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Poverty

Extreme Poverty is More than Just Living on $1.25 a Day

Quentin Wodon's picture


“I want my children to be able to go to school. I don't want them to suffer like me.” Little by little this dream disappears as a piece of sugar, as water that runs through your hands. The long lists of material, a simple button that is missing on a shirt, this can be the end of a dream for learning to read and write.

 

Podcast: Can We Get All Children in School and Learning by 2020? Harvard interviews Halsey Rogers

Christine Horansky's picture

How we can make the next decade one in which all children, everywhere, are in school and learning? The World Bank's Lead Economist for education, Halsey Rogers, joins the Harvard EdCast from Washington to discuss the new Education Strategy 2020 and a global agenda for learning.

Indigenous Peoples, Poverty and Development

Harry A. Patrinos's picture

Blogging from the World Bank's Indigenous Peoples Research Dissemination Workshop in Washington DC.

As is well known, there are more 300 million indigenous peoples in the world.  While they make up fewer than 5 percent of the global population they account for about 10 percent of the world’s poor.  Next year, Cambridge University Press will publish my book with Gillette Hall on the state of the world’s indigenous peoples

As part of the dissemination process, we have brought together most of the contributors to our volume for a workshop in Washington D.C. today, to share their research with each other and with an audience of World Bank staff, researchers and others from the development community. We expect a lively discussion on our forthcoming publication, which covers countries in Latin America, Africa and Asia. 

Investing in Early Childhood - What can be done?

Emiliana Vegas's picture

So much has been written recently about the individual, economic and social benefits of investing in early childhood development (ECD), that it is becoming a challenge to summarize these studies. However, ECD is an area that I’m increasingly involved in with my work at The World Bank. Among others, Nobel Laureate Economist, James Heckman and his colleagues have provided very convincing evidence of the benefits of early childhood interventions, including preschool education, on later individual and social outcomes (my colleague and fellow blogger, Jishnu Das looked at Heckman's work in his last blog post "Are Non-Cognitive Gains in Education More Important than Test-Scores?"). These benefits are substantial and varied, ranging from improved education outcomes for the individual, access to better jobs, higher wages, and even lower risks of engaging in criminal activities – which, of course benefits society as a whole.  Moreover, investing early is a better investment than waiting until the child is older, because the costs of achieving comparable benefits through interventions later in life – remedial education in basic education, programs to target at-risk youth, and the like – are so much more costly and also less likely to have an impact.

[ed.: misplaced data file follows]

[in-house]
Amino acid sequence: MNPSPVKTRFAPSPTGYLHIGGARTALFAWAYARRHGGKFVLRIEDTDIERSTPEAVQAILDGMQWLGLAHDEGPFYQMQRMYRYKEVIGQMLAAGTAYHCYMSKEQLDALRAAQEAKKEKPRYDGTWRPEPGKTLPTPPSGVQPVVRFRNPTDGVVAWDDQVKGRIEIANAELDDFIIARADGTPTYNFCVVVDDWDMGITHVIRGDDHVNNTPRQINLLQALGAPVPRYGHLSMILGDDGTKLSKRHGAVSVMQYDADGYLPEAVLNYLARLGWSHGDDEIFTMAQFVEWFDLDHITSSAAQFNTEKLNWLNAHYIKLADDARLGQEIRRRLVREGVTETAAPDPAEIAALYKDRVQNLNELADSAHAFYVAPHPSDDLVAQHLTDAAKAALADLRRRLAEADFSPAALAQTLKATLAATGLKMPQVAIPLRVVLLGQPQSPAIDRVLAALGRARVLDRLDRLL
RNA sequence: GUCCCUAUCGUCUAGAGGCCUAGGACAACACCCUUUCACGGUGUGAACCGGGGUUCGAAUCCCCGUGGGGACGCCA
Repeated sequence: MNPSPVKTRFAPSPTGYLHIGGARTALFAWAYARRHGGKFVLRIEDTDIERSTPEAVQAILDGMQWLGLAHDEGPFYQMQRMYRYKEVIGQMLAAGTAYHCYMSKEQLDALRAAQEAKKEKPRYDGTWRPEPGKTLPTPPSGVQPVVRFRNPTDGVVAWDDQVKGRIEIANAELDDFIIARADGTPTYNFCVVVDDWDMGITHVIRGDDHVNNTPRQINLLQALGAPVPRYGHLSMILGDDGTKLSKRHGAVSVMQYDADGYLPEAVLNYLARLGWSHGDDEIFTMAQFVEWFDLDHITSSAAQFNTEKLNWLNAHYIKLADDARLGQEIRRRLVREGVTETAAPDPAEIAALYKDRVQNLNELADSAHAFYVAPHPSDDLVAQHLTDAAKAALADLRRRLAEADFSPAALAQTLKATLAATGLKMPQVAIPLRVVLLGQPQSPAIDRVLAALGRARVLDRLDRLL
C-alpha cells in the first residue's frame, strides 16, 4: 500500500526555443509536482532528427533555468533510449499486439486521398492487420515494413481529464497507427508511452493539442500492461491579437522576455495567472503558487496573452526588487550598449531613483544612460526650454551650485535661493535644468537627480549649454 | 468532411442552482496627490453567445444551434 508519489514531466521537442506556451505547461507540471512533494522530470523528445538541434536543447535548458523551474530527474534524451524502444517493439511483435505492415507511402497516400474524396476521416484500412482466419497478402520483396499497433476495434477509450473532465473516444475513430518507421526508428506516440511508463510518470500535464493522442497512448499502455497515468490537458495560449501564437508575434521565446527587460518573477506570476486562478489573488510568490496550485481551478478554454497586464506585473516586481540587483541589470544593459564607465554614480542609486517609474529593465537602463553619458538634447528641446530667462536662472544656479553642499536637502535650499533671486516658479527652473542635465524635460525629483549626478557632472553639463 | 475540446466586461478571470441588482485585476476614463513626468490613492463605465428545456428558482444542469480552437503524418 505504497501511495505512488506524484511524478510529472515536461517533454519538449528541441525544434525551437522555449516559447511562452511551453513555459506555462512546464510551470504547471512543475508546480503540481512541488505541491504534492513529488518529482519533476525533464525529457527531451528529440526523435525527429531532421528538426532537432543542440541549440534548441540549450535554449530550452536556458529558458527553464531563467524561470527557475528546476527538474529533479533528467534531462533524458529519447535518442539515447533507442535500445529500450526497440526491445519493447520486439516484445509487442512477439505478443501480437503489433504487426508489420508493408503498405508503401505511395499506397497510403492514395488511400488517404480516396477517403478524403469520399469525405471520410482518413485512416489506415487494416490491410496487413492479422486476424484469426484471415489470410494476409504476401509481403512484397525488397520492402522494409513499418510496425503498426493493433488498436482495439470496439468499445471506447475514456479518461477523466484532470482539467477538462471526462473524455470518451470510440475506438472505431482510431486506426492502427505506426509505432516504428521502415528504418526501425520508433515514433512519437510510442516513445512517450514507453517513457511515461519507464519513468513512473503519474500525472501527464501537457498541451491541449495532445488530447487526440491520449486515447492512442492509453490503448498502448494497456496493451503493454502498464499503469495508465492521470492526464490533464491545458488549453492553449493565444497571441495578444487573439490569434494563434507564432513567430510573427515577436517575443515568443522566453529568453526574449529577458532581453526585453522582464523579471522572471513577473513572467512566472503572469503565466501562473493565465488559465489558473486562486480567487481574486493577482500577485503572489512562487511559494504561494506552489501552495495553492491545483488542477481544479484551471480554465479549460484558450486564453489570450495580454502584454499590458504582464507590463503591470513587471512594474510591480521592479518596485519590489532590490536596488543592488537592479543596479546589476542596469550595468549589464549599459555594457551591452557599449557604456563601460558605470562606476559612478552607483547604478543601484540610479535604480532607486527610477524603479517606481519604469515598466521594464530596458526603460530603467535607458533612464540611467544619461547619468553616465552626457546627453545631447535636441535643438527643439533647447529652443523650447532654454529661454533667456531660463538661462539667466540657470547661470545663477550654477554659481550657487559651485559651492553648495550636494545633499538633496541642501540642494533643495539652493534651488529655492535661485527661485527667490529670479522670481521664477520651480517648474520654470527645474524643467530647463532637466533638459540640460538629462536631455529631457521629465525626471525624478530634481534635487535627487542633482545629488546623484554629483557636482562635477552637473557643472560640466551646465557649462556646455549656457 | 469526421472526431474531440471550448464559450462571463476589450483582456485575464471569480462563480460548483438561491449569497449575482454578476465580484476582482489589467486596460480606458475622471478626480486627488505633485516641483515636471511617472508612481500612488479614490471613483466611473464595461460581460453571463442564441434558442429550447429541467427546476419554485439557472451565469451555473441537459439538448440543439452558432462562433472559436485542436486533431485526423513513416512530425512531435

Jumpstarting Jobs: Skills Start with Education

Christine Horansky's picture

As the World Bank's Annual Meetings met to discuss global development this October, the issue of jobs was front and center. The new Open Forum 2010 allowed leading thinkers and engaged citizens from around the globe to weigh in on the ultimate question of how to jump-start jobs, as well as cultivate economic stabilty for future generations.  

Read the Human Development Network's Vice President Tamar Manuelyan Atinc's commentary, as she discusses the Jumpstarting Jobs session from the Meetings Center blog:

Highlighting the State of Indigenous Peoples in Poverty and Development

Harry A. Patrinos's picture

Blogging from the United Nations Millennium Development Goals Summit in New York City.

As world leaders gathered this week at the UN for the MDG Summit, the World Bank called critical attention to the state of indigenous peoples throughout the world - who show higher poverty rates and lower schooling rates than their peers - with a session that reviewed key findings from a new global study.
 
There are approximately 300 million indigenous peoples in the world. They make up fewer than 5 percent of the global population, but account for about 10 percent of the poor. Nearly 80 percent of indigenous peoples in the world live in Asia. Indigenous groups in China and India alone account for more than two-thirds of the world’s indigenous population.